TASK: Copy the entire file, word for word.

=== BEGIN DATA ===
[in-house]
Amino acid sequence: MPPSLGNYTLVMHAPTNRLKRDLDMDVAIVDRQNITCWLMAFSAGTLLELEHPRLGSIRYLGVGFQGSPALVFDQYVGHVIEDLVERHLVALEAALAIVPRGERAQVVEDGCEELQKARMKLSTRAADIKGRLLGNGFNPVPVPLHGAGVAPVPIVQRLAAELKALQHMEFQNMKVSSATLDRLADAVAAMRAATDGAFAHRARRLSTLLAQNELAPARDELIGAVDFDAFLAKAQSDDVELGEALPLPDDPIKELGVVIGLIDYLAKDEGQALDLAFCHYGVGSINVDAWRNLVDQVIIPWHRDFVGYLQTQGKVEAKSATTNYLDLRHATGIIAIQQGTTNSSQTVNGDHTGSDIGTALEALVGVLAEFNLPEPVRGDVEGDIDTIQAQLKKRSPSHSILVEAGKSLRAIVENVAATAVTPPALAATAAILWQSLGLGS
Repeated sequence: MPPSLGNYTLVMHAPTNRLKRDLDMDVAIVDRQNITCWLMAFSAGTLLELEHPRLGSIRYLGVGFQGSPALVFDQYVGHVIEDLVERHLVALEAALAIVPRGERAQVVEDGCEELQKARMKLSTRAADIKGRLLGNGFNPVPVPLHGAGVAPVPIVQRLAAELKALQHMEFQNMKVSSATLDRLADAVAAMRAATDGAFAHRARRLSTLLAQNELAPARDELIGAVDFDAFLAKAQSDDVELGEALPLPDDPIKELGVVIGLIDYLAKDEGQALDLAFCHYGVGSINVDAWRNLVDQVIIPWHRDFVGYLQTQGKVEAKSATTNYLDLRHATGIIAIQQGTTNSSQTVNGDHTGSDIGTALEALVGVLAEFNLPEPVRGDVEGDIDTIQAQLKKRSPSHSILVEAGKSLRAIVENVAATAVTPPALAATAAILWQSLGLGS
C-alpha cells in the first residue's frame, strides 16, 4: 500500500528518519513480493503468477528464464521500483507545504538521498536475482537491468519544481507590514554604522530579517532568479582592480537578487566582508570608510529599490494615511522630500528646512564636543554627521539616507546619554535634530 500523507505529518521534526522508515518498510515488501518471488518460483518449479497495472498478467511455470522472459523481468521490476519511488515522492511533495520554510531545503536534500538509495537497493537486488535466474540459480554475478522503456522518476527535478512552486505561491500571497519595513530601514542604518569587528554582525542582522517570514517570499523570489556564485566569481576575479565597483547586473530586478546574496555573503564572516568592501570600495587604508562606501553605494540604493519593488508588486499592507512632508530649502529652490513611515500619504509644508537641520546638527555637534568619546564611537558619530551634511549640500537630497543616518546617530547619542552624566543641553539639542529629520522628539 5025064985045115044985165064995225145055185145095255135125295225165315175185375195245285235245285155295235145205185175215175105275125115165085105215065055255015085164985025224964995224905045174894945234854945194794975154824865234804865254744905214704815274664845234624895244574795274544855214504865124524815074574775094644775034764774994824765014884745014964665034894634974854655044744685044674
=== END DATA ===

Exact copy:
[in-house]
Amino acid sequence: MPPSLGNYTLVMHAPTNRLKRDLDMDVAIVDRQNITCWLMAFSAGTLLELEHPRLGSIRYLGVGFQGSPALVFDQYVGHVIEDLVERHLVALEAALAIVPRGERAQVVEDGCEELQKARMKLSTRAADIKGRLLGNGFNPVPVPLHGAGVAPVPIVQRLAAELKALQHMEFQNMKVSSATLDRLADAVAAMRAATDGAFAHRARRLSTLLAQNELAPARDELIGAVDFDAFLAKAQSDDVELGEALPLPDDPIKELGVVIGLIDYLAKDEGQALDLAFCHYGVGSINVDAWRNLVDQVIIPWHRDFVGYLQTQGKVEAKSATTNYLDLRHATGIIAIQQGTTNSSQTVNGDHTGSDIGTALEALVGVLAEFNLPEPVRGDVEGDIDTIQAQLKKRSPSHSILVEAGKSLRAIVENVAATAVTPPALAATAAILWQSLGLGS
Repeated sequence: MPPSLGNYTLVMHAPTNRLKRDLDMDVAIVDRQNITCWLMAFSAGTLLELEHPRLGSIRYLGVGFQGSPALVFDQYVGHVIEDLVERHLVALEAALAIVPRGERAQVVEDGCEELQKARMKLSTRAADIKGRLLGNGFNPVPVPLHGAGVAPVPIVQRLAAELKALQHMEFQNMKVSSATLDRLADAVAAMRAATDGAFAHRARRLSTLLAQNELAPARDELIGAVDFDAFLAKAQSDDVELGEALPLPDDPIKELGVVIGLIDYLAKDEGQALDLAFCHYGVGSINVDAWRNLVDQVIIPWHRDFVGYLQTQGKVEAKSATTNYLDLRHATGIIAIQQGTTNSSQTVNGDHTGSDIGTALEALVGVLAEFNLPEPVRGDVEGDIDTIQAQLKKRSPSHSILVEAGKSLRAIVENVAATAVTPPALAATAAILWQSLGLGS
C-alpha cells in the first residue's frame, strides 16, 4: 500500500528518519513480493503468477528464464521500483507545504538521498536475482537491468519544481507590514554604522530579517532568479582592480537578487566582508570608510529599490494615511522630500528646512564636543554627521539616507546619554535634530 500523507505529518521534526522508515518498510515488501518471488518460483518449479497495472498478467511455470522472459523481468521490476519511488515522492511533495520554510531545503536534500538509495537497493537486488535466474540459480554475478522503456522518476527535478512552486505561491500571497519595513530601514542604518569587528554582525542582522517570514517570499523570489556564485566569481576575479565597483547586473530586478546574496555573503564572516568592501570600495587604508562606501553605494540604493519593488508588486499592507512632508530649502529652490513611515500619504509644508537641520546638527555637534568619546564611537558619530551634511549640500537630497543616518546617530547619542552624566543641553539639542529629520522628539 5025064985045115044985165064995225145055185145095255135125295225165315175185375195245285235245285155295235145205185175215175105275125115165085105215065055255015085164985025224964995224905045174894945234854945194794975154824865234804865254744905214704815274664845234624895244574795274544855214504865124524815074574775094644775034764774994824765014884745014964665034894634974854655044744685044674